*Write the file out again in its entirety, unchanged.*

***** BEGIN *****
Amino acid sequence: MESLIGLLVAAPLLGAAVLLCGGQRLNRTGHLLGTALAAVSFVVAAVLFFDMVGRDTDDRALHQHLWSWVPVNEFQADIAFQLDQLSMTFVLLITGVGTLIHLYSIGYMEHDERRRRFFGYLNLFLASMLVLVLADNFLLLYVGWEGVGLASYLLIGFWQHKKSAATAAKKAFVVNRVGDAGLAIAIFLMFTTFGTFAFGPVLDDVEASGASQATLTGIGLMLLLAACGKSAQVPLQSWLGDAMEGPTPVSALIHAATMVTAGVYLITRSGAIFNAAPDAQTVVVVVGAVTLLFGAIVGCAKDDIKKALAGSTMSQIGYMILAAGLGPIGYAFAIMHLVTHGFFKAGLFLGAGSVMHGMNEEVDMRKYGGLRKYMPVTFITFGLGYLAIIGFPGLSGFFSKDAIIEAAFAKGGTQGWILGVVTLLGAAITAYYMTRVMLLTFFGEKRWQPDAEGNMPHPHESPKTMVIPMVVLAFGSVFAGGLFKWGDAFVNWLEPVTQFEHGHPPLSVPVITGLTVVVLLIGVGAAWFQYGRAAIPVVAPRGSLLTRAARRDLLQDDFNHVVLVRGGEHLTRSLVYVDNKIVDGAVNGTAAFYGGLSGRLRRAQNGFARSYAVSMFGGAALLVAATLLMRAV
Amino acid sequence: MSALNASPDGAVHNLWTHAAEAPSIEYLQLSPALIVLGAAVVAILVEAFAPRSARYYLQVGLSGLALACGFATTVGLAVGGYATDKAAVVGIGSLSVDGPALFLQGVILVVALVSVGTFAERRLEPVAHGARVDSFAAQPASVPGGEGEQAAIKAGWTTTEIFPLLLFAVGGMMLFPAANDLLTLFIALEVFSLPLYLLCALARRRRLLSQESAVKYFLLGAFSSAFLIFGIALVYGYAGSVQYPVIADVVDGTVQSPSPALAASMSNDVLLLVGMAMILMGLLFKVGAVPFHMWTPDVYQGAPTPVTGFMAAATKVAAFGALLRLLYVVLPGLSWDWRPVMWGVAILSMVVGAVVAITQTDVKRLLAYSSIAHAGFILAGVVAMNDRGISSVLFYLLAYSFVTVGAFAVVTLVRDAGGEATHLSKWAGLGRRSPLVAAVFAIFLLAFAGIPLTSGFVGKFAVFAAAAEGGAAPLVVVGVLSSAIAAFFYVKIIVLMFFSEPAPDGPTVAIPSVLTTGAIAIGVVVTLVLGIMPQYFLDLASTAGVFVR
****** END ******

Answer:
Amino acid sequence: MESLIGLLVAAPLLGAAVLLCGGQRLNRTGHLLGTALAAVSFVVAAVLFFDMVGRDTDDRALHQHLWSWVPVNEFQADIAFQLDQLSMTFVLLITGVGTLIHLYSIGYMEHDERRRRFFGYLNLFLASMLVLVLADNFLLLYVGWEGVGLASYLLIGFWQHKKSAATAAKKAFVVNRVGDAGLAIAIFLMFTTFGTFAFGPVLDDVEASGASQATLTGIGLMLLLAACGKSAQVPLQSWLGDAMEGPTPVSALIHAATMVTAGVYLITRSGAIFNAAPDAQTVVVVVGAVTLLFGAIVGCAKDDIKKALAGSTMSQIGYMILAAGLGPIGYAFAIMHLVTHGFFKAGLFLGAGSVMHGMNEEVDMRKYGGLRKYMPVTFITFGLGYLAIIGFPGLSGFFSKDAIIEAAFAKGGTQGWILGVVTLLGAAITAYYMTRVMLLTFFGEKRWQPDAEGNMPHPHESPKTMVIPMVVLAFGSVFAGGLFKWGDAFVNWLEPVTQFEHGHPPLSVPVITGLTVVVLLIGVGAAWFQYGRAAIPVVAPRGSLLTRAARRDLLQDDFNHVVLVRGGEHLTRSLVYVDNKIVDGAVNGTAAFYGGLSGRLRRAQNGFARSYAVSMFGGAALLVAATLLMRAV
Amino acid sequence: MSALNASPDGAVHNLWTHAAEAPSIEYLQLSPALIVLGAAVVAILVEAFAPRSARYYLQVGLSGLALACGFATTVGLAVGGYATDKAAVVGIGSLSVDGPALFLQGVILVVALVSVGTFAERRLEPVAHGARVDSFAAQPASVPGGEGEQAAIKAGWTTTEIFPLLLFAVGGMMLFPAANDLLTLFIALEVFSLPLYLLCALARRRRLLSQESAVKYFLLGAFSSAFLIFGIALVYGYAGSVQYPVIADVVDGTVQSPSPALAASMSNDVLLLVGMAMILMGLLFKVGAVPFHMWTPDVYQGAPTPVTGFMAAATKVAAFGALLRLLYVVLPGLSWDWRPVMWGVAILSMVVGAVVAITQTDVKRLLAYSSIAHAGFILAGVVAMNDRGISSVLFYLLAYSFVTVGAFAVVTLVRDAGGEATHLSKWAGLGRRSPLVAAVFAIFLLAFAGIPLTSGFVGKFAVFAAAAEGGAAPLVVVGVLSSAIAAFFYVKIIVLMFFSEPAPDGPTVAIPSVLTTGAIAIGVVVTLVLGIMPQYFLDLASTAGVFVR